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  • Married on US citizen

    I need a help. I live in Alabama in a country. where is now good immigration lawer here to ask.

    Here is my case. I was a student here on J-1 from 1998 to 2001. When i'd got my degree. I went home to my country to fulfill my two year residence requirement and left my future wife here. After 6 months I came back to visit here on B-1 visitor visa. While being here we've married about 5 months ago. I went to local immigration office to apply for permanent residence. They told me that my 2 year term is not finished yet and i have to go back and stay for remainig 1.5 year at home. I love my wife and i can't leave her for such a long time. Besides i might have a problem coming back because i was paid by my company at home country. In imigration office they told my ask for no objection paper from the embassy, but i refused to call there because i think they wan't give me no objection since i had a contract with my company.
    What should i do in this situation?
    thank you

  • #2
    I need a help. I live in Alabama in a country. where is now good immigration lawer here to ask.

    Here is my case. I was a student here on J-1 from 1998 to 2001. When i'd got my degree. I went home to my country to fulfill my two year residence requirement and left my future wife here. After 6 months I came back to visit here on B-1 visitor visa. While being here we've married about 5 months ago. I went to local immigration office to apply for permanent residence. They told me that my 2 year term is not finished yet and i have to go back and stay for remainig 1.5 year at home. I love my wife and i can't leave her for such a long time. Besides i might have a problem coming back because i was paid by my company at home country. In imigration office they told my ask for no objection paper from the embassy, but i refused to call there because i think they wan't give me no objection since i had a contract with my company.
    What should i do in this situation?
    thank you

    Comment


    • #3
      The way I see it, you have one of two options. You can either take the advice of the INS and get a letter from your embassy or go back to your native country and complete the 2 year home rule. The J-1 visa is clear when you apply/obtain it......you cannot adjust to immigrant status unless a) your country of origin is not on the list that requires a two year home rule or b) you have a letter from your country of origin stating that they will waive it.

      The way I see it, you have nothing to lose and everything to gain by calling your country's Embassy in the USA.

      Sorry to sound harsh, but it is reality.

      Comment


      • #4
        Thank you fro reply LOZ.

        What if my embassy will reject give me a letter. Will I have any other way to adjust my status. Or the the only way to go back?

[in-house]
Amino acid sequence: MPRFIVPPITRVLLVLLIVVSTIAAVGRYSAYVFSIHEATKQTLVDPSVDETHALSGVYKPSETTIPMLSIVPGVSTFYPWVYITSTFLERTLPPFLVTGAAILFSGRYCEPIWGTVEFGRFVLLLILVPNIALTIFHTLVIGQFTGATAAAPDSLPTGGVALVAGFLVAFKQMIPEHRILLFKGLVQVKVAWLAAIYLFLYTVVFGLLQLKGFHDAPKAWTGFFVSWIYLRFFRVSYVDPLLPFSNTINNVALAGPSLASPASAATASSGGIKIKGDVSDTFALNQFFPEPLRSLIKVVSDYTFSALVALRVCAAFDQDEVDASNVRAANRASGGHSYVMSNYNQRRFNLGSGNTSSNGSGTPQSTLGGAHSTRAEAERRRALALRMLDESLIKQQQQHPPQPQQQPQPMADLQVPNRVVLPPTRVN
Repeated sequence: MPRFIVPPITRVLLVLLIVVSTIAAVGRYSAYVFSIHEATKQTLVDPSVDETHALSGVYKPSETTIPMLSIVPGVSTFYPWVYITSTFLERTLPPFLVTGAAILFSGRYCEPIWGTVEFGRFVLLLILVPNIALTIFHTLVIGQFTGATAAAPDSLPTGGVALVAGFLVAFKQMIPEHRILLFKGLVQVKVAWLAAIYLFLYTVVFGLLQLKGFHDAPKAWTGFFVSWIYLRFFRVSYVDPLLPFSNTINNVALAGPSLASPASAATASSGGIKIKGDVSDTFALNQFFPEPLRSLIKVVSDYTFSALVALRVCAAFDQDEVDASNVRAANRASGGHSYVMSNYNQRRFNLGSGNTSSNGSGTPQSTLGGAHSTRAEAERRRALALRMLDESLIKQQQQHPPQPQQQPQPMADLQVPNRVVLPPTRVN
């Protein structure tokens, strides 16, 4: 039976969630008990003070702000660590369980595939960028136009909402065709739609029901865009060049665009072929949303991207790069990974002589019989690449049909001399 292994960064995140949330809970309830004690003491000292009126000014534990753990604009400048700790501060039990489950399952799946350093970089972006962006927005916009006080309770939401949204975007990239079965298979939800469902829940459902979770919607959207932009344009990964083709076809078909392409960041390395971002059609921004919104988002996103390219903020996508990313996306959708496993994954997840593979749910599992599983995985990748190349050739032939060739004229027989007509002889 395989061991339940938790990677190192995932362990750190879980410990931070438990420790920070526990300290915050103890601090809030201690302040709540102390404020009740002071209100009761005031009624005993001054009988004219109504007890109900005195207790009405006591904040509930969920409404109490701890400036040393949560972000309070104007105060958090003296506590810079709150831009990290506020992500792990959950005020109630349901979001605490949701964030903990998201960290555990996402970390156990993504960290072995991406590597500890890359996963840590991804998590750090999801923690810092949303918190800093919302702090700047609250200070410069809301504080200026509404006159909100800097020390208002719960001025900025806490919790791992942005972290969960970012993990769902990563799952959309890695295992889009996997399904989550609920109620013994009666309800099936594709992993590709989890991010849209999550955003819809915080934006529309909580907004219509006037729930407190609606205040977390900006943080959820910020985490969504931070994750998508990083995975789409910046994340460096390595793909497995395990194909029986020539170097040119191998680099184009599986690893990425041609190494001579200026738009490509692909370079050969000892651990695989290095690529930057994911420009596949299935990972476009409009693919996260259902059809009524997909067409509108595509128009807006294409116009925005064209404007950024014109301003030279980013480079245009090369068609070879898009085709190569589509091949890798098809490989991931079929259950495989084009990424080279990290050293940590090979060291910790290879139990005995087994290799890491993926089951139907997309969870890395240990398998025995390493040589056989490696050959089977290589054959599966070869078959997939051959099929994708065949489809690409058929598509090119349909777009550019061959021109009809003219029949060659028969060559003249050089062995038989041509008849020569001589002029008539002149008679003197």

Comment


        • #5
          I have every sympathy with your plight. It is difficult not to think five steps ahead, but you must try and focus on one task at a time otherwise it will drive you mad. For what it is worth I did exactly what I am telling you not to do and in the end it all worked out well, all that worry was for nothing. Firstly, go to the embassy, see what they can do for you. Explain that you have married a USC etc...and how much you are in love etc....and that you couldn't stand it if you had to be seperated. It might sound like you are going to have to say things that most men don't like to say in public, but remember you WANT TO STAY and besides don't worry about making a fool of yourself (maybe turn on the tears for good measure......an oscar peformance maybe required), you will probably never see these people again anyway, so speak from the heart.

          If that fails, get a good lawyer and see what options are available in terms of a waiver. Waivers are VERY difficult to obtain, so don't build your hopes up. I think your best bet is with your embassy in the USA and you throwing yourself at their mercy.

          goodluck

          Comment


          • #6
            Hi, this is the post I posted earlier for another person in similar situation. I'll post it for you again.


            --------
            My boyfriend is also a Greek on J1 visa, subject to two-year home residency requirement. Yes, it's true that he needs to either fullfil the requirement or have it waived before he can change his status to any other immigrant visa (or even H1B). There are several ways to do so: 1. Have his government (or the agency sponsoring his J1 visa) agree to write a no-objection letter; 2. the U.S. government can sponsor him for the waiver, if he's employed by the goverment (e.g. if he's a professor in a university then the department of education can be his sponsor); 3. extreme hardship; and 4. political asylum (which I don't think applies to you since he's from Greece).

            My boyfriend's friend, who's also a J1 visa holder, was lucky enough to be selected by the green card lottery, but at the end got denied because of her status.

            --------

            There is really no other way around it, unless you can obtain the waiver.

            Comment

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